A report conducted by the Carbon Disclosure Project says that companies which use the cloud for data storage could reduce their carbon emissions by as much as 50% by 2020. Alex Blackburne explains.
Cloud computing is not a new entity. The concept dates back to the 1960s, when American scientist John McCarthy predicted that, “Computation may someday be organised as a public utility“.
McCarthy, who passed away in October this year aged 84, was absolutely correct in his forecast and the Carbon Disclosure Project’s (CDP) research shows that cloud computing really is a growing, and sustainable, method of data storage.
But what is cloud computing?
Cloudtimes.org describe it as, “A computing capability that provides an abstraction between the computing resource and its underlying technical architecture, enabling convenient, on-demand network access to a shared pool of configurable computing resources that can be rapidly provisioned and released with minimal management effort or service provider interaction“.
In layman’s terms it’s basically the sharing of resources, software, data and information over a network such as the internet, as opposed to on a computer.
The CDP claim carbon emissions can be reduced by 50% by 2020. This figure for the UK is based on financial data received from 457 companies with revenues greater than $1 billion.
“To calculate the carbon reductions from cloud computing, our model took a number of parameters into account, including the size of the firm, number of servers and data centre power usage effectiveness resulting in the compelling potential energy cost savings“, said Stuart Neumann, senior manager at independent analyst firm Verdantix, who conducted the report.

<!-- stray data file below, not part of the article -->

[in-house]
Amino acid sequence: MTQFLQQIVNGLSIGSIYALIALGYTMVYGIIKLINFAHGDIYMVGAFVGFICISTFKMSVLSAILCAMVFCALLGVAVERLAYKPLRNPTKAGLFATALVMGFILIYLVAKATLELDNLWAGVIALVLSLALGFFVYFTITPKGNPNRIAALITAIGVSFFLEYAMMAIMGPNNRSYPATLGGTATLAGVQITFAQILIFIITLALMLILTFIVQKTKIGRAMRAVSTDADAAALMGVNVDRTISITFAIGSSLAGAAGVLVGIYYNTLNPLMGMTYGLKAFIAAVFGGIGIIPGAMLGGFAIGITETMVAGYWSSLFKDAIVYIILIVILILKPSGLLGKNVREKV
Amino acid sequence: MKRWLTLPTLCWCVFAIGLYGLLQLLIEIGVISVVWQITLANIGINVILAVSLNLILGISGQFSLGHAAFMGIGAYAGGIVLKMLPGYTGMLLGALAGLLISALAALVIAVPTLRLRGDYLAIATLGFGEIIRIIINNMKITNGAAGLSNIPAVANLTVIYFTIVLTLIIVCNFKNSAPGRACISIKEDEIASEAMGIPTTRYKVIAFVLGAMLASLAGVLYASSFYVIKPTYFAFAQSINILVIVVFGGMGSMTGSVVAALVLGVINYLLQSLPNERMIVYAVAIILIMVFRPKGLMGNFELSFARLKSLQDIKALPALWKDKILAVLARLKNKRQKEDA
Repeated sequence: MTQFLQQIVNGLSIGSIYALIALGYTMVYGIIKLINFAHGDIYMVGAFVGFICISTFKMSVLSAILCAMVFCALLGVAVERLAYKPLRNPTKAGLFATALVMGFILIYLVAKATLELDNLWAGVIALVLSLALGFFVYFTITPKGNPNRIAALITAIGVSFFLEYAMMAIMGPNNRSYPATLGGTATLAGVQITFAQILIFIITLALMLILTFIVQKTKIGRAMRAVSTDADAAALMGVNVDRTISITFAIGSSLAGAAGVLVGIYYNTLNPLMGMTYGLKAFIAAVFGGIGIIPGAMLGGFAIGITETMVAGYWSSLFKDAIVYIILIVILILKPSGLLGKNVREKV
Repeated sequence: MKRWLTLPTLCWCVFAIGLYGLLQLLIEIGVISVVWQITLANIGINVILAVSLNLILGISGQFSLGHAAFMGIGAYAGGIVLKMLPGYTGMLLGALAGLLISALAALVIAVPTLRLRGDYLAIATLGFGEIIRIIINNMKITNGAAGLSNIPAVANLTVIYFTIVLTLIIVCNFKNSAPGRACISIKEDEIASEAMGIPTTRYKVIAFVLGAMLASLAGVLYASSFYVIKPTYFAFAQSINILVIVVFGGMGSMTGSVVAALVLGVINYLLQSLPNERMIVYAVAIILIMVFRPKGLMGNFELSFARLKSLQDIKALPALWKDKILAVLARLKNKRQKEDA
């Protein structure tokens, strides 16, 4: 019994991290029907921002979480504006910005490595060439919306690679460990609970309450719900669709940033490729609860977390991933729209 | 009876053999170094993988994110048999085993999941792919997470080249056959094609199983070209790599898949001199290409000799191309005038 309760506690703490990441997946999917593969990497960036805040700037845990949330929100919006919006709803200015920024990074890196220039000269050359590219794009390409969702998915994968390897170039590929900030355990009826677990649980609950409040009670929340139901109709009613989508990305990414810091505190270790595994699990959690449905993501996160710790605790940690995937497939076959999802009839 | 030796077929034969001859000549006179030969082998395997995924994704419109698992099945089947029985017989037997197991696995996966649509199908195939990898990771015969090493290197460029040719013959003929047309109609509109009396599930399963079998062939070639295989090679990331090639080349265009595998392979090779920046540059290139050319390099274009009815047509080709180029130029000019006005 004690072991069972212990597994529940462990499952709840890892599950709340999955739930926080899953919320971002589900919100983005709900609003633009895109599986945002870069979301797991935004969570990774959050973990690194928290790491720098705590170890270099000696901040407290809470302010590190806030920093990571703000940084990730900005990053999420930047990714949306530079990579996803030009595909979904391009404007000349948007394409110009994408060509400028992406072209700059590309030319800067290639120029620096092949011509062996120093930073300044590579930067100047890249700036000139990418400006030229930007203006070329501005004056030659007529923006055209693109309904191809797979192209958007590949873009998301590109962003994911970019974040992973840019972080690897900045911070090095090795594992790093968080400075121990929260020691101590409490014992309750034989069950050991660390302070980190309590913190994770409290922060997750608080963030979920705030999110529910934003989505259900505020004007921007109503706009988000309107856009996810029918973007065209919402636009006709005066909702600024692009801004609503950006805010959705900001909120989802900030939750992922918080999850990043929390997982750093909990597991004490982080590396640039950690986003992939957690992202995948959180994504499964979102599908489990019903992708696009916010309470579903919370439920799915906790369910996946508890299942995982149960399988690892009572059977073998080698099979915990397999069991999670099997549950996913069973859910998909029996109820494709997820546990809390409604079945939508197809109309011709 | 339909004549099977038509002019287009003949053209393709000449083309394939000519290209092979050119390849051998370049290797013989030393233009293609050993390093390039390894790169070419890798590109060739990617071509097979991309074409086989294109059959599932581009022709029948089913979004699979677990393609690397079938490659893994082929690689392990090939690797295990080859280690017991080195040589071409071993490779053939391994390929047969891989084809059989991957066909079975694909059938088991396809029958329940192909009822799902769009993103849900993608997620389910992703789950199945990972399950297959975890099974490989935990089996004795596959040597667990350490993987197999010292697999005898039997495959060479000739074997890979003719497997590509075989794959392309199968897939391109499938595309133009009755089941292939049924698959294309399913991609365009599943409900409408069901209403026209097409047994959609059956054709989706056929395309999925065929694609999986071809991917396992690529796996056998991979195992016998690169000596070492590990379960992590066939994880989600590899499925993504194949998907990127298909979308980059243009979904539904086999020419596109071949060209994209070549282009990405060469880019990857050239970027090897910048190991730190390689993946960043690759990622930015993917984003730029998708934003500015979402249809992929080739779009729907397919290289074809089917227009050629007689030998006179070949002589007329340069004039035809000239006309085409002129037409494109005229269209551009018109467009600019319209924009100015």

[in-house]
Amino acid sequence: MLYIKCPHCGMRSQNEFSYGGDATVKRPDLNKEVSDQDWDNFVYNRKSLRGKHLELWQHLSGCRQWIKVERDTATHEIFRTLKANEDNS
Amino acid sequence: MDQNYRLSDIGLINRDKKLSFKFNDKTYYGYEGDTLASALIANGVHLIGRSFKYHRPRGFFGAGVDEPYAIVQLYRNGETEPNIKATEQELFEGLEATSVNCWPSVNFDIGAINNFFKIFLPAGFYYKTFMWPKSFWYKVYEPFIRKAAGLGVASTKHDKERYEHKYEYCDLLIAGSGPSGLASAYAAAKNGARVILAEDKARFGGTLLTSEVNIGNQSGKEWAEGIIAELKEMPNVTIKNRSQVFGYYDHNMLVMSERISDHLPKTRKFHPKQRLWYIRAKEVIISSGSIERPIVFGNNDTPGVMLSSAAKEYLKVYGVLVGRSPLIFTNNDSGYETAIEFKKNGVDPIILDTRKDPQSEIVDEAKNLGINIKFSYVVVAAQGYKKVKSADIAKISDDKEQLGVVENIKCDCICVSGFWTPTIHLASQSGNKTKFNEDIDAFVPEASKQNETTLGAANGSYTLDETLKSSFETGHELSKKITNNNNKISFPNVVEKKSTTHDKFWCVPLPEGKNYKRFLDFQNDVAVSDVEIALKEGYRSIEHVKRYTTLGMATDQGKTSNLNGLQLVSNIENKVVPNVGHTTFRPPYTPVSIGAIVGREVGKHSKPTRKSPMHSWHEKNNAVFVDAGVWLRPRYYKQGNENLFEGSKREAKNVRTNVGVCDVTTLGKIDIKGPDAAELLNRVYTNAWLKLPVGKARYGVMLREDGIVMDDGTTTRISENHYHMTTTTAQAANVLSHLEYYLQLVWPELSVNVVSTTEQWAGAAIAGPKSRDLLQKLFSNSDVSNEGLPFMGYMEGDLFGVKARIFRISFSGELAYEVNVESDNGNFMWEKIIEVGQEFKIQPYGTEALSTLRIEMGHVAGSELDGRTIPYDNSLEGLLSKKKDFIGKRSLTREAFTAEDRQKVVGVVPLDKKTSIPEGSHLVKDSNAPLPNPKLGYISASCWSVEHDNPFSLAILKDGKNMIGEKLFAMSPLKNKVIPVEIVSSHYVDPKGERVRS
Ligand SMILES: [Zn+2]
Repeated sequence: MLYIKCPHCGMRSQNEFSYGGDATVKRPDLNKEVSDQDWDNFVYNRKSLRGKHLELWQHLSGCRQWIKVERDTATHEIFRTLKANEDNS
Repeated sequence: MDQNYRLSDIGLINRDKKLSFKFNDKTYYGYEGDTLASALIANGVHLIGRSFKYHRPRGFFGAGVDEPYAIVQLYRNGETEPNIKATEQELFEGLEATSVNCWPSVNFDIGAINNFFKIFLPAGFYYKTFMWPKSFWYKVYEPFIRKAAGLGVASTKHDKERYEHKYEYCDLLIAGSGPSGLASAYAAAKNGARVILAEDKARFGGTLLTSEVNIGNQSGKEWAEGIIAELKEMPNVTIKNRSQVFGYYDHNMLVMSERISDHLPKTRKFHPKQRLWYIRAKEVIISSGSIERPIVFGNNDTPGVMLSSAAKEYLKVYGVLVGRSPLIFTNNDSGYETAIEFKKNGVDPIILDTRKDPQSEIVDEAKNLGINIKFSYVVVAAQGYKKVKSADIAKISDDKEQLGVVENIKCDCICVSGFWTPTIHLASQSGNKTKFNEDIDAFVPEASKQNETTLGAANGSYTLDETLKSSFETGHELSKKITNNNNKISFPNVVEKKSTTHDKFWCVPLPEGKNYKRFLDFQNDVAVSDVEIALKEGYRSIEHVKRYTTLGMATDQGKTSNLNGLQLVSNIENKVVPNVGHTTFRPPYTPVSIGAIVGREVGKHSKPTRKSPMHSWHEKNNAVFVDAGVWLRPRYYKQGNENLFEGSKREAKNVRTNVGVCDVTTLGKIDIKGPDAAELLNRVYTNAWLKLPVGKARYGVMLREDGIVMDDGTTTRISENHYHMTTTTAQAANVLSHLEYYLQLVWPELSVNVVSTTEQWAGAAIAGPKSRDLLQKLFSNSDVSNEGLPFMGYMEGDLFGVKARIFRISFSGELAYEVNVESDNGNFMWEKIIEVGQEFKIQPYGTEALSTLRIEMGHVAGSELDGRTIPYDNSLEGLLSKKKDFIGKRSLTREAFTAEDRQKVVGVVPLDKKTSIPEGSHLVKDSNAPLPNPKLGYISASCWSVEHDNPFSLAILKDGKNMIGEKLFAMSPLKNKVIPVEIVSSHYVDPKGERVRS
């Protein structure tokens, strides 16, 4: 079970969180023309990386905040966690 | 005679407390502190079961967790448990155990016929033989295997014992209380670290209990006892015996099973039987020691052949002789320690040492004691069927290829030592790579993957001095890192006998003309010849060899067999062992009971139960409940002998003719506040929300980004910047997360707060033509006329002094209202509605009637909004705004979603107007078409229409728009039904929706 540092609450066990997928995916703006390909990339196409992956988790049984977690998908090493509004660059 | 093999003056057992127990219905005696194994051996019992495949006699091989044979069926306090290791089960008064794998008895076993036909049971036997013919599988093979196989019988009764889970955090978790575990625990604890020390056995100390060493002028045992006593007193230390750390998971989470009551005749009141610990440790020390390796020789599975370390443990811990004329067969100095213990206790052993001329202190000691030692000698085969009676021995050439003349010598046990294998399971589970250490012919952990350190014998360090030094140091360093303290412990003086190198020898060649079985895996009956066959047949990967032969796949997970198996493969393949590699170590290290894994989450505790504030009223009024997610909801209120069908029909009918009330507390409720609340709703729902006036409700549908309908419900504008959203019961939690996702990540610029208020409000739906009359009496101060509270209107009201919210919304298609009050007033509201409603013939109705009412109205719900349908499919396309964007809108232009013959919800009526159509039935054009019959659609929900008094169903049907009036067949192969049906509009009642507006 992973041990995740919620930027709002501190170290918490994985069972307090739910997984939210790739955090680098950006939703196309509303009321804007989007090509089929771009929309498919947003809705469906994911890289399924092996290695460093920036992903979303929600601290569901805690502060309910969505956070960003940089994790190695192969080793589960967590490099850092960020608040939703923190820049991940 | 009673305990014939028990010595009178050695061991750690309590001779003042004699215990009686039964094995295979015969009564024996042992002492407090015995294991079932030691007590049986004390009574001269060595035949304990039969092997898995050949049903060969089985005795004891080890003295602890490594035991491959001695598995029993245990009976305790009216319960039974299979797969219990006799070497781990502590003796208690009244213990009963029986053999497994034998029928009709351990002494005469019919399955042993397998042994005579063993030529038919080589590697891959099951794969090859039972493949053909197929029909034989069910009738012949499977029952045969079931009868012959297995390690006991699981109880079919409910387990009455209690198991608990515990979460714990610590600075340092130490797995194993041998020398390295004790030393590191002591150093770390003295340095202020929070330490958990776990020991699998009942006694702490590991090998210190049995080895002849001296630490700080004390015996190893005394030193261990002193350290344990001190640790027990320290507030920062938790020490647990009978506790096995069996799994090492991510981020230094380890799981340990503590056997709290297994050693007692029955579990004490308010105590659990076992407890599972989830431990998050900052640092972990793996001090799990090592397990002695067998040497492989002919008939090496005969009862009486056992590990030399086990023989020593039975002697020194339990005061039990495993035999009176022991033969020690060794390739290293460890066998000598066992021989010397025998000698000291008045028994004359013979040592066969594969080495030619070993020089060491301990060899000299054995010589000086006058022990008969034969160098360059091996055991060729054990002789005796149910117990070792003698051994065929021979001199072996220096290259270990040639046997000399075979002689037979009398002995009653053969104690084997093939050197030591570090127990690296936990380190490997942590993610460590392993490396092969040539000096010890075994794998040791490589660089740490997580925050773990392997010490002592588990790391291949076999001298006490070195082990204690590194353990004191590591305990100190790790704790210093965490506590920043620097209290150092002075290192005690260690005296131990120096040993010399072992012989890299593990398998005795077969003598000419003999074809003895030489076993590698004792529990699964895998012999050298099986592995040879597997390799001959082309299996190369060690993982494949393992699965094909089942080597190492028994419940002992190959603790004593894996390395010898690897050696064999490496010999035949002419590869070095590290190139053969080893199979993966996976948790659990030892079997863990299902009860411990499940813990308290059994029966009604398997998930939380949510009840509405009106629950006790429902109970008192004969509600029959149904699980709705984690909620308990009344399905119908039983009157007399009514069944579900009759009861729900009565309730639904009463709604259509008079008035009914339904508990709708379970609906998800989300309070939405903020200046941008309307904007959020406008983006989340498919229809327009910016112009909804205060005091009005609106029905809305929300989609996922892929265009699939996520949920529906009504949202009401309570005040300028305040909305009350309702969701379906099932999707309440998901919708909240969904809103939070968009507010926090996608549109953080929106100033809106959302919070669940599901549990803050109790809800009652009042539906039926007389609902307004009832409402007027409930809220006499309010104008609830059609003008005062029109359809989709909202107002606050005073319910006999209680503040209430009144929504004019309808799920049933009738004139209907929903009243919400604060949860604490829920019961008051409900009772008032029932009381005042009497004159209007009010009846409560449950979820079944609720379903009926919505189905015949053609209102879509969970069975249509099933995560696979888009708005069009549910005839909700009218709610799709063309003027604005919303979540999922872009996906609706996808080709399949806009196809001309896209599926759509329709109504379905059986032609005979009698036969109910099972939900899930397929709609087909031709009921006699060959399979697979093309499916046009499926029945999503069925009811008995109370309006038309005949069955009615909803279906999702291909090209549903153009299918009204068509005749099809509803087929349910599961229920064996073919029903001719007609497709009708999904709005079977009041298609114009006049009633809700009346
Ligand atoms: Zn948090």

Paul Dickinson, executive chairman of the CDP, described the reliance of global GDP on ICT as a ‘critical issue‘, but said the potential impact of cloud computing on reducing carbon emissions was a “thrilling breakthrough“.
“The carbon emissions-reducing potential of cloud computing [allows] companies to maximise performance, drive down costs, reduce inefficiency and minimise energy use – and therefore carbon emissions – all at the same time“, Dickinson said.
“However, full transparency from providers on energy consumption and mix is an important step in providing further insight to users into CO2 reductions achieved.“
The future certainly looks bright for cloud computing, with China announcing it is investing some $98 billion in cloud computing hubs.
The CDP claim that by 2020, as well as reducing carbon emissions by 50%, large UK companies that use cloud computing could achieve annual energy savings of £1.2 billion and annual carbon reductions equivalent to the annual emissions of over four million passenger vehicles.
Photo credit: opensourceway